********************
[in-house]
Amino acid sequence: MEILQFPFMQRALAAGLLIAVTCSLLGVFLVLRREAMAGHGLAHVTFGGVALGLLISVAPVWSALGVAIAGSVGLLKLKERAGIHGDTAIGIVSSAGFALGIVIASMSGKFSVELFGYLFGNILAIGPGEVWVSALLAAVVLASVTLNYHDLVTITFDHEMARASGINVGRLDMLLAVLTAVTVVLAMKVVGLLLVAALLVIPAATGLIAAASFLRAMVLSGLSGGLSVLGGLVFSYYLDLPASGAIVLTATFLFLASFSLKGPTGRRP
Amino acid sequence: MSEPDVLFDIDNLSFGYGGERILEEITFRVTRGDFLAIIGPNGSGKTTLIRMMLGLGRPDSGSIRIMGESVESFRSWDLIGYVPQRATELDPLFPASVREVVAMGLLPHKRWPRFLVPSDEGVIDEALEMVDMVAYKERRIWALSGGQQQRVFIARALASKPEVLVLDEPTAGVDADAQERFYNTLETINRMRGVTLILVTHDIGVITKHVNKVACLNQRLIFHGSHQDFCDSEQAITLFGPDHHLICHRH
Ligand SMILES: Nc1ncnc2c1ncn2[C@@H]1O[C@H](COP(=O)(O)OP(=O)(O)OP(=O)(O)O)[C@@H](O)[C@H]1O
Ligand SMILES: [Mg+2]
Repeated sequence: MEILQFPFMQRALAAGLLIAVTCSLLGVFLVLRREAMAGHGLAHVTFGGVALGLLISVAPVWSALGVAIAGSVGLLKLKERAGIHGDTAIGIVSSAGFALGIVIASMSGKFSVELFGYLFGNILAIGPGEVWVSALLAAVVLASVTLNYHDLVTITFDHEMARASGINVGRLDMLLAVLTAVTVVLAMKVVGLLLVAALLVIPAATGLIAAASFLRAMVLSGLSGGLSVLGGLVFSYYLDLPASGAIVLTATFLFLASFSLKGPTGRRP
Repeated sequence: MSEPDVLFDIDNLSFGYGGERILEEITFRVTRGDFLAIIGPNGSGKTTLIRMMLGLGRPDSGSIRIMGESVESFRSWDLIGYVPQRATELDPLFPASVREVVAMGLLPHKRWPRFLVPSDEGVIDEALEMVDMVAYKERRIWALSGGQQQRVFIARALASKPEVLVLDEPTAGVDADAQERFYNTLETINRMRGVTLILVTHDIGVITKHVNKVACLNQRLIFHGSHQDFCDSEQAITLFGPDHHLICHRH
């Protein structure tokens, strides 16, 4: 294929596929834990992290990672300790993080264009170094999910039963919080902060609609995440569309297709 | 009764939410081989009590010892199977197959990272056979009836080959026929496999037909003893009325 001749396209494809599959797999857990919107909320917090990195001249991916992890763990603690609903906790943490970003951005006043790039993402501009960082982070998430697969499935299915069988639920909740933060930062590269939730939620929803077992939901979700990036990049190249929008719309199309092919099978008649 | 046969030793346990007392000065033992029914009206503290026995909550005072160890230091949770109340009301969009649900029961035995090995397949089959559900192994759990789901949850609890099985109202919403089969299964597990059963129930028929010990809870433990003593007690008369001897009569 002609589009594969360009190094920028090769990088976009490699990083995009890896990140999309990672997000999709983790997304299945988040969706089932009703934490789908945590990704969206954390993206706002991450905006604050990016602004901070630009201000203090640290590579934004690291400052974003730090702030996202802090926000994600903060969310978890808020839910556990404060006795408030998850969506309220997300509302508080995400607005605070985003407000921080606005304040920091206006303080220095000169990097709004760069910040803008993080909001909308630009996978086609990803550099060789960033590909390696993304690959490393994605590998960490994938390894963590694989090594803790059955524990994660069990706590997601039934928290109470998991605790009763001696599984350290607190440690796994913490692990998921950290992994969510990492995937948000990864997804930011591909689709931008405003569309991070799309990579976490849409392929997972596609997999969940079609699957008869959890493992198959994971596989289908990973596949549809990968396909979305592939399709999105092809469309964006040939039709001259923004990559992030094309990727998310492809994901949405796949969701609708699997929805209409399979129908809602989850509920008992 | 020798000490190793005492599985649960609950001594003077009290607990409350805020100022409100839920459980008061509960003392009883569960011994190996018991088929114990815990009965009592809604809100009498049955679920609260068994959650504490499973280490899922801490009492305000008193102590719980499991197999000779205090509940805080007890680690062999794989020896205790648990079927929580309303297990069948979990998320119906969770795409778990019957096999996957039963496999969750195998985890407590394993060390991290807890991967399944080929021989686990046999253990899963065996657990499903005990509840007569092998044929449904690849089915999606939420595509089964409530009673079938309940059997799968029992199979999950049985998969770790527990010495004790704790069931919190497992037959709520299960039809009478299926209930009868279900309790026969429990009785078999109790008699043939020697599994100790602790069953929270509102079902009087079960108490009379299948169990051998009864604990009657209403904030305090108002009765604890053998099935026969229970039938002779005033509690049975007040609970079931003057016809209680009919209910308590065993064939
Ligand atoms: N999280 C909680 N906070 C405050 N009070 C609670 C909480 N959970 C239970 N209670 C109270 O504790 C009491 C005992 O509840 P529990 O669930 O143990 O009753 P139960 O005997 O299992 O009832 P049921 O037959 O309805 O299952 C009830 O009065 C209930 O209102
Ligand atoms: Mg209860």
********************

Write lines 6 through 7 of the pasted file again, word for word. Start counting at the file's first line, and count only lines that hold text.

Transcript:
Repeated sequence: MEILQFPFMQRALAAGLLIAVTCSLLGVFLVLRREAMAGHGLAHVTFGGVALGLLISVAPVWSALGVAIAGSVGLLKLKERAGIHGDTAIGIVSSAGFALGIVIASMSGKFSVELFGYLFGNILAIGPGEVWVSALLAAVVLASVTLNYHDLVTITFDHEMARASGINVGRLDMLLAVLTAVTVVLAMKVVGLLLVAALLVIPAATGLIAAASFLRAMVLSGLSGGLSVLGGLVFSYYLDLPASGAIVLTATFLFLASFSLKGPTGRRP
Repeated sequence: MSEPDVLFDIDNLSFGYGGERILEEITFRVTRGDFLAIIGPNGSGKTTLIRMMLGLGRPDSGSIRIMGESVESFRSWDLIGYVPQRATELDPLFPASVREVVAMGLLPHKRWPRFLVPSDEGVIDEALEMVDMVAYKERRIWALSGGQQQRVFIARALASKPEVLVLDEPTAGVDADAQERFYNTLETINRMRGVTLILVTHDIGVITKHVNKVACLNQRLIFHGSHQDFCDSEQAITLFGPDHHLICHRH